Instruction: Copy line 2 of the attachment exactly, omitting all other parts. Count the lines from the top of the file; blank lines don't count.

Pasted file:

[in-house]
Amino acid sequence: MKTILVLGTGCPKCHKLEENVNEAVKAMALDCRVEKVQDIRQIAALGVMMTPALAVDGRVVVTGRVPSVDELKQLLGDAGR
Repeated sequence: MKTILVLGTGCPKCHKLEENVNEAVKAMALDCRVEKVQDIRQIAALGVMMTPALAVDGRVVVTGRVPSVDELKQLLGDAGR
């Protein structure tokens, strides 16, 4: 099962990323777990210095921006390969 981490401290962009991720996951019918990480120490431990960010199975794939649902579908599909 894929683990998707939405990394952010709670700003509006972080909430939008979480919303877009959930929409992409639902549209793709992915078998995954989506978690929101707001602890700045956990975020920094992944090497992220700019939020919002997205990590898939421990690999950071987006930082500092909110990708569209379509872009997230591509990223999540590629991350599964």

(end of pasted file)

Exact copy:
Amino acid sequence: MKTILVLGTGCPKCHKLEENVNEAVKAMALDCRVEKVQDIRQIAALGVMMTPALAVDGRVVVTGRVPSVDELKQLLGDAGR